ML greets the New Era of Cybersecurity
FREMONT, CA: By 2018, nearly 70% of enterprises had experienced some form of a cybersecurity attack, and over half of them had experienced a data breach as per reports. This vast threat landscape makes cyber-security a critical area in which Machine Learning (ML) is increasingly becoming significant. But ML in cyber-security extends far beyond merely applying established algorithms to cyber entities. ML is not a cure-all for cybersecurity, but it does introduce intelligence to an organization’s first level of defense against cyber threats. Taking a look at how ML work and how they can be used for security purposes will be interesting to do.
The world today has robust machine learning-powered spam filters, which act based on different sets of rules to identify and filter spam in a cost-effective manner. These spam filters are highly flexible and efficient compared to mere knowledge-based methods for combating cybercrime in the present context. They work entirely based on dynamic algorithms, which are founded upon pre-classified datasets that classify emails as spam or not spam based on features including the hyperlinks, the attachments, then the IP address to name a few.
Check out: Top Cyber Security Companies
Risk detection and responding to potential threats promptly is one of the very foundations of cybersecurity. ML used for cybersecurity helps monitor, analyze, and respond to all kinds of threats and attacks that happen on the networks, the software, the applications, and the hardware. One should not forget that infiltration or infection of a system occurs much before detection and remain there inactive for months before launching an attack. Machine learning comes in handy here, playing a pivotal role in identifying and detecting cybercrime, thereby protecting networks and their components from all kinds of risks.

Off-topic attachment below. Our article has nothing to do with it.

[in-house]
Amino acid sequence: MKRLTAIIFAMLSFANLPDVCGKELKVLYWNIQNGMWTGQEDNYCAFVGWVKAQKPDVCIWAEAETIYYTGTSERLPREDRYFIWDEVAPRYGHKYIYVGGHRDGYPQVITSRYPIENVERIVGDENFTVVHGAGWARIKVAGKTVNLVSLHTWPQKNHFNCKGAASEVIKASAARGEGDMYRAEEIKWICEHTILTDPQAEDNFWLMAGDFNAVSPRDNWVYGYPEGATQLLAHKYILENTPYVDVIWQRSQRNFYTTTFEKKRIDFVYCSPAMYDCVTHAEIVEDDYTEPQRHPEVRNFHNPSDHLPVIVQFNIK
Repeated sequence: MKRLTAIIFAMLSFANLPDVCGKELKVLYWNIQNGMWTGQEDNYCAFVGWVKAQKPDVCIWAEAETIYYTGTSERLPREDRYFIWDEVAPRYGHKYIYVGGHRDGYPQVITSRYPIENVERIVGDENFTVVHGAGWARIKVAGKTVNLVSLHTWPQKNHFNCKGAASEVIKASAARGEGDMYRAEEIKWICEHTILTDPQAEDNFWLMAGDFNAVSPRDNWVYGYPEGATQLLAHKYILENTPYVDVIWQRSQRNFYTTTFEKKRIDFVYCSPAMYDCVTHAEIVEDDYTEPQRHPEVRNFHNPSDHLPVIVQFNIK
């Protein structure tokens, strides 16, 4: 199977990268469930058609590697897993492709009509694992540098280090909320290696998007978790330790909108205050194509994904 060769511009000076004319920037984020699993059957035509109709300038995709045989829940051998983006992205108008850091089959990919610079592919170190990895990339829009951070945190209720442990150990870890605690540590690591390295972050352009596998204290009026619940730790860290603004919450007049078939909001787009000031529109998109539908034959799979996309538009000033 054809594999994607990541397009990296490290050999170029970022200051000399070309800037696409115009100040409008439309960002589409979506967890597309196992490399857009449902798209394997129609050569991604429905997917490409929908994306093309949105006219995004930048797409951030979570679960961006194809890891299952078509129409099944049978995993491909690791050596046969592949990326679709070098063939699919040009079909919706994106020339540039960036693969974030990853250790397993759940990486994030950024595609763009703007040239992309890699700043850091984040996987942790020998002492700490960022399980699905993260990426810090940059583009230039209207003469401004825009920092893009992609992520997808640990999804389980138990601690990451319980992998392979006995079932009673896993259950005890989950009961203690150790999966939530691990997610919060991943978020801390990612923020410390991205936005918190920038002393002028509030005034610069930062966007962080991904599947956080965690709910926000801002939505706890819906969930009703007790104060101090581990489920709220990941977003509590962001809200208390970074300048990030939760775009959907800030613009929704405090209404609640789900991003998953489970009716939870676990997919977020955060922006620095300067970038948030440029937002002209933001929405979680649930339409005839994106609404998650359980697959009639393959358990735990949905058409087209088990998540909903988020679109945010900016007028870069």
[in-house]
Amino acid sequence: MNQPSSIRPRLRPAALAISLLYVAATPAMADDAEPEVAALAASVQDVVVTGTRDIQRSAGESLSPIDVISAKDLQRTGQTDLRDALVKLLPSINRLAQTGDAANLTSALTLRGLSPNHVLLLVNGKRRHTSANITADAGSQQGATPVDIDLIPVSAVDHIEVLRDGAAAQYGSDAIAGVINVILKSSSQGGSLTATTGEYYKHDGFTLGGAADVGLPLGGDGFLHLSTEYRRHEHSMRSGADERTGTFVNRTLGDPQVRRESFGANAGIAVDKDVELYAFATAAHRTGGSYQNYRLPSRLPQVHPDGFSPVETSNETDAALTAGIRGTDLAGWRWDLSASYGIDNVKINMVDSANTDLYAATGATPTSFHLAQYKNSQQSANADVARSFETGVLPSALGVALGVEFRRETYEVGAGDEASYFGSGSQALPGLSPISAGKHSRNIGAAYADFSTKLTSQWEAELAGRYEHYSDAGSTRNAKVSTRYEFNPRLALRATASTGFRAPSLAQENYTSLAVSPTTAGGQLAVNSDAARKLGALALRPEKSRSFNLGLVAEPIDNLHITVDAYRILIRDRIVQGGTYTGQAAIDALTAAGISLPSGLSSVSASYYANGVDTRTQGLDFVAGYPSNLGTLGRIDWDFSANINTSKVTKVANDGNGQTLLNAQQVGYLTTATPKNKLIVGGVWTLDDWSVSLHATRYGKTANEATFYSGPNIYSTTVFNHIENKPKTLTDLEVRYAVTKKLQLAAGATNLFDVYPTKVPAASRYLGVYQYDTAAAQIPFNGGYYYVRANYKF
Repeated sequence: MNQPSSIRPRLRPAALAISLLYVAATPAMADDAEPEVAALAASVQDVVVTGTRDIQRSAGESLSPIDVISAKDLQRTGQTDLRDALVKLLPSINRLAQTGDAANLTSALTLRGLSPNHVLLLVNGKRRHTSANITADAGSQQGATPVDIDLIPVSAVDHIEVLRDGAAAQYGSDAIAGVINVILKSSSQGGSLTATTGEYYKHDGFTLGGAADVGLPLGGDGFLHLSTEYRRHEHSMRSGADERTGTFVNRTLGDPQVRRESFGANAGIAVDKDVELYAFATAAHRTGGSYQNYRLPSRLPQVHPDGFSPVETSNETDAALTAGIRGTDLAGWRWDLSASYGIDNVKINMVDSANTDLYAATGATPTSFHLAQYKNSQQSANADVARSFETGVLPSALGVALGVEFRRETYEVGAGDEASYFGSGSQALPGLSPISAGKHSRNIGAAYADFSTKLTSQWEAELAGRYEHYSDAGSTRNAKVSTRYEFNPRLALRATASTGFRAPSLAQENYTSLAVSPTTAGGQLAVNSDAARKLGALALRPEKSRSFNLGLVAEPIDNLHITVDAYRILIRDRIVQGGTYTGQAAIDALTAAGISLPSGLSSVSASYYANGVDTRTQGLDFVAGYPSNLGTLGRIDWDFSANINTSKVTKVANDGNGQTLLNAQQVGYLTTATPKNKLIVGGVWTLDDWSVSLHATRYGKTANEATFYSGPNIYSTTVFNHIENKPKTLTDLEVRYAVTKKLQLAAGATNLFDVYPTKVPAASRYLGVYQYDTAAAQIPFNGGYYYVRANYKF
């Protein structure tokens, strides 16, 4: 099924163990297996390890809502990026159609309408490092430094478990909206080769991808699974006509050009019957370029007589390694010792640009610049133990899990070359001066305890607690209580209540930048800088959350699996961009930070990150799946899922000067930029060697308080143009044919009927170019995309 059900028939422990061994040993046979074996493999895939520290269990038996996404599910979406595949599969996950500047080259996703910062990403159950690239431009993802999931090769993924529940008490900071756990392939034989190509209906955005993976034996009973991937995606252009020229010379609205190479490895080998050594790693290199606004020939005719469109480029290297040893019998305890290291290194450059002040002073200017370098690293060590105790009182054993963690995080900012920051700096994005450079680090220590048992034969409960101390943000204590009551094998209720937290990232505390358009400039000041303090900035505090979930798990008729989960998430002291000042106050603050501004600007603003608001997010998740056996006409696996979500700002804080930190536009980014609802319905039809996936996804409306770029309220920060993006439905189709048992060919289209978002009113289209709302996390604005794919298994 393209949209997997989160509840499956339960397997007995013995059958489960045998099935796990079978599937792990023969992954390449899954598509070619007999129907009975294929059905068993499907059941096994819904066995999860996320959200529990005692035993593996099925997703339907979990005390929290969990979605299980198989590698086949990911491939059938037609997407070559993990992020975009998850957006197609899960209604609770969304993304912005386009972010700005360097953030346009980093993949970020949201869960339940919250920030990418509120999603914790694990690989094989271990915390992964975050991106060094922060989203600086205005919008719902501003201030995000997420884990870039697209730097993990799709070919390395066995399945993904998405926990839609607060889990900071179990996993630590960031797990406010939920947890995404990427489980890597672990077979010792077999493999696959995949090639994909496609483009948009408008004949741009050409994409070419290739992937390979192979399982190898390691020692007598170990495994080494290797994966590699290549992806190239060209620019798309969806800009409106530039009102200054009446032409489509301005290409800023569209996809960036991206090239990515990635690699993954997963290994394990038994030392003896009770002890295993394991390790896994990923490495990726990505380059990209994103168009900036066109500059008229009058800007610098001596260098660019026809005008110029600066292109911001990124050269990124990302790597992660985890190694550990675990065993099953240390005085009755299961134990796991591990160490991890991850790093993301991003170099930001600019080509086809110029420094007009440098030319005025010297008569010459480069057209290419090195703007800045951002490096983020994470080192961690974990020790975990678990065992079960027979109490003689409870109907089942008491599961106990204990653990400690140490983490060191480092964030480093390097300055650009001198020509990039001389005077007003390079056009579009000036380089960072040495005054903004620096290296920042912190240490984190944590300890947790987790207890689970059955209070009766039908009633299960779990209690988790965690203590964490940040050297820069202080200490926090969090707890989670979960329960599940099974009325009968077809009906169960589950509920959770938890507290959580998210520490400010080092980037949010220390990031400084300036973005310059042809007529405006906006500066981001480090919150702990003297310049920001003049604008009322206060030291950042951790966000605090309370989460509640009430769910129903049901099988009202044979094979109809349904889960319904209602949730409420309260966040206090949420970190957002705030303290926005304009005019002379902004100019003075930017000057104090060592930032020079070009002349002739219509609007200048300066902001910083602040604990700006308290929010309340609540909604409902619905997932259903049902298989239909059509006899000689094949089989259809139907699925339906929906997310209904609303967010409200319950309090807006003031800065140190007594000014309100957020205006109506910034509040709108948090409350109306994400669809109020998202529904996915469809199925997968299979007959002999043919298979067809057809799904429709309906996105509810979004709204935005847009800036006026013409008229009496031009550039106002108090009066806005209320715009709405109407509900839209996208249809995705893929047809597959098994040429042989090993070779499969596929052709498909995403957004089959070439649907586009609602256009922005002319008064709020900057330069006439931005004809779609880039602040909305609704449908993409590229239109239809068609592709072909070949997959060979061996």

ML-powered systems are astonishingly transforming the safety of the whole internet. In reality, advances in the field of machine learning have opened a completely new era of cybersecurity.
We have worked out a big shift from the former rule-based malware-detection methods and focus more on detecting malware by analyzing files during the pre-execution phase itself using machine learning. Detecting advanced malware attacks, including ransomware attacks, have thus become easier and more effective, thanks to machine learning. We also use deep learning algorithms to detect rare, high-profile targeted attacks. Thus, machine learning is helping us detect all kinds of malware including trojans, ransomware, adware, spyware etc.
In adopting ML, organizations need to maintain their human capacity to oversee and manage AI and ML technology. They cannot abdicate responsibility for the outcomes produced by ML software to machines, so they need people to be aware of issues around ML transparency, trustworthiness and interoperability.
By Tom Farrah, CIO & SVP, Dr Pepper Snapple Group
By George Evans, CIO, Singing River Health System
By John Kamin, EVP and CIO, Old National Bancorp
By Phil Jordan, CIO, Telefonica
By Elliot Garbus, VP-IoT Solutions Group & GM-Automotive...
By Dennis Hodges, CIO, Inteva Products
By Bill Krivoshik, SVP & CIO, Time Warner Inc.
By Gregory Morrison, SVP & CIO, Cox Enterprises
By Alberto Ruocco, CIO, American Electric Power
By Sam Lamonica, CIO & VP Information Systems, Rosendin...
By Sven Gerjets, SVP-IT, DIRECTV
By Marie Blake, EVP & CCO, BankUnited
By Lowell Gilvin, Chief Process Officer, Jabil
By Walter Carvalho, VP & Corporate CIO, Carnival Corporation
By Mary Alice Annecharico, SVP & CIO, Henry Ford Health System
By Bernd Schlotter, President of Services, Unify
By Bob Fecteau, CIO, SAIC
By Jason Alan Snyder, CTO, Momentum Worldwide
By Jim Whitehurst, CEO, Red Hat
By Marc Jones, Distinguished Engineer, IBM Cloud Infrastructure